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Nightwing #149

Posted: Thursday, October 2, 2008
By: Erik Norris

Peter J. Tomasi
Don Kramer, Jay Leisten (i), Hi-Fi (c)
DC Comics
I consider myself a big fan of Two-Face. I think he is one of the best Batman villains and thatís saying a lot. However, I donít seem to recall his dual identity always playing out as it does in Nightwing #149. I also figured that both Harvey Dent and Two-Face occupied the same space in a single brain and whatever emotion Dent was feeling dictated the personality that rose to the top and projected onto other people. What Peter Tomasi seems to be doing is that of a pure schizophrenic; where identities compete to over-ride each other and have memories all their own. The best example being like in Me, Myself & Irene.

Iím not saying this is a bad approach to writing Two-Face, it just seems awfully convenient to plot service. Itís an easy way to make Dent angry at someone, in this case Nightwing, because he learns later what Two-Face did. I think I still prefer my Harvey Dent as a man struggling with an identity and respect and his alter ego ďTwo-FaceĒ is the extension of that instead of a man lost in two different minds.

Now that I've got that off my chest, letís move on to the actual contents of Nightwing #149. Most of the issue is comprised of an extended fight sequence versus all of Batmanís rogues thatís explained as Dick Grayson tripping on Scarecrow fear toxin. Itís a surreal sequence (beautifully illustrated by Don Kramer) that also manages to inject some homage to past Robin history; such as Robin II getting ďkilledĒ by the Joker with a crowbar and Dick rejoining his mother and father as the Flying Graysons.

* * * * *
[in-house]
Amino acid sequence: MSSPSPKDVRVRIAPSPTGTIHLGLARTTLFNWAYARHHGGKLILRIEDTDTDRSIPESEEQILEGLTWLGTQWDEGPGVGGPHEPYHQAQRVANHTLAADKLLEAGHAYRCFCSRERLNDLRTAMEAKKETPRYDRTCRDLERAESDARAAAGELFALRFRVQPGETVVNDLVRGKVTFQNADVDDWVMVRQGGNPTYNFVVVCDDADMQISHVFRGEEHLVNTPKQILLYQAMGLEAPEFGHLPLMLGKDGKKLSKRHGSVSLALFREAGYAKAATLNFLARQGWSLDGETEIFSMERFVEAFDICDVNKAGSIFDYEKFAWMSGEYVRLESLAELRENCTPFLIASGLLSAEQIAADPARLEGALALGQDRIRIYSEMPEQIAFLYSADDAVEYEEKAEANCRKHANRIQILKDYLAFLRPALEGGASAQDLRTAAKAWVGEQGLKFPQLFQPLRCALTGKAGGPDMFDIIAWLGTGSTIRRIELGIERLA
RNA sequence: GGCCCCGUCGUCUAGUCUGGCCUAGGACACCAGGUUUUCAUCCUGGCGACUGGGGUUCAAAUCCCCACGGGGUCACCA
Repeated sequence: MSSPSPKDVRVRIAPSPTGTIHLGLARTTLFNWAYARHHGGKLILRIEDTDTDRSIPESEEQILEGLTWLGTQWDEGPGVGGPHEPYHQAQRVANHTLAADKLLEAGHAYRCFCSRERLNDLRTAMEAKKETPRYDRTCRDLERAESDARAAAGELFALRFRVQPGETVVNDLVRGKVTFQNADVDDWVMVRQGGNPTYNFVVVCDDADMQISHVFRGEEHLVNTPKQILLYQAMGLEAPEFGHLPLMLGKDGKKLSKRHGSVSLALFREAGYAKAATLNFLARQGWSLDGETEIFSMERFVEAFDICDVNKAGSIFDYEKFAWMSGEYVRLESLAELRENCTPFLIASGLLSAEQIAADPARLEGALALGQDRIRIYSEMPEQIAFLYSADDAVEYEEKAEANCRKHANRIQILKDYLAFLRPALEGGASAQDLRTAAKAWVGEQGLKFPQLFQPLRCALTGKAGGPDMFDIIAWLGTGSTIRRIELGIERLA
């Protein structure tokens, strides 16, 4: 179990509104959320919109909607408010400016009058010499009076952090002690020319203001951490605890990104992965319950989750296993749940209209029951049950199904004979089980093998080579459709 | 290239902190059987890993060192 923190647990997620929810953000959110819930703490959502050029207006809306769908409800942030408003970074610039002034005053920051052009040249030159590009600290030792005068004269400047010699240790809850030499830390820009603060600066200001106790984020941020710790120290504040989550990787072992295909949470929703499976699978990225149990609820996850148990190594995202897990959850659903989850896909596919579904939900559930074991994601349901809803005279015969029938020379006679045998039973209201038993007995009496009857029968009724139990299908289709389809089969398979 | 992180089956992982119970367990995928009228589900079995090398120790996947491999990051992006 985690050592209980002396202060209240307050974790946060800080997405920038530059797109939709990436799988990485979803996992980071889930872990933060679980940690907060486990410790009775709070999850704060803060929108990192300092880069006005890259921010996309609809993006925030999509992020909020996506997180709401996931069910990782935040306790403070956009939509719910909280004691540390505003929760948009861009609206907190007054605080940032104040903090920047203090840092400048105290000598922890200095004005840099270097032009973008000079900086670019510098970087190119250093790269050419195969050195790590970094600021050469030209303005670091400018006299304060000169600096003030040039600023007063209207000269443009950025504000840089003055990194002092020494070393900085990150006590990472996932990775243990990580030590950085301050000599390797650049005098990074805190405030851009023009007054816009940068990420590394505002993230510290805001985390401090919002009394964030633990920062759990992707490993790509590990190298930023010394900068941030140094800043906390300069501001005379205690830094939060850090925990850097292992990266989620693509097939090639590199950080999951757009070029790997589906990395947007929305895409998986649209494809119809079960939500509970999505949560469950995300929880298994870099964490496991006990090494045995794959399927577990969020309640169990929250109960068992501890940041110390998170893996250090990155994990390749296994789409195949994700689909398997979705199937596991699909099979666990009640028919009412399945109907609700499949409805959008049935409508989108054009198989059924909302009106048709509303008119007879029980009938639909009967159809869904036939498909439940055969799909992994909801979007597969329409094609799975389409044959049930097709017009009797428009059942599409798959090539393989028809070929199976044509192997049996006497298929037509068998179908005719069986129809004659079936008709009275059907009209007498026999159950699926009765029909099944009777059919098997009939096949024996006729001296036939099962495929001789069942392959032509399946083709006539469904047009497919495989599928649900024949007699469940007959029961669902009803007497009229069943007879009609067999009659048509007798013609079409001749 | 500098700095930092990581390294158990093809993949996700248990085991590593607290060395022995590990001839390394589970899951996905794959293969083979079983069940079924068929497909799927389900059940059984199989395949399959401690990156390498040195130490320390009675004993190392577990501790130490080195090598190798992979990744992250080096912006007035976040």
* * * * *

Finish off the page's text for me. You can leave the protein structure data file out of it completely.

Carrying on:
I sound like a broken record when I bring up how I hate issues dedicated towards fighting but this was one of the better ones Iíve read in recent memory. There is some actual weight to this fight and itís not because Nightwing is facing off against the worst killers and psychopaths of Gotham City. Peter Tomasi knows what makes Dick Grayson tick and itís one of the best reasons why everyone should be reading this series.

Issue #149 is also the first where Don Kramer takes over full art duties on Nightwing. Unfortunately Rags Morales is off the title, moving to an arc of Superman/Batman, but Kramer is definitely no slouch. In fact, he is one of the best talents at DC Comics so itís nice to see that caliber of artist on a character as historic as Dick Grayson. The page of Nightwing attempting CPR is fantastically drawn with each panel easily transitioning to the next and is one of the artistic highlights of issue #149. Kudos to Don Kramer for that sequence.

While issue #149 isnít the best of Tomasiís run, it is another strong installment and reason enough to continue following the series. Now comes the wait for next monthís over-sized anniversary issue.



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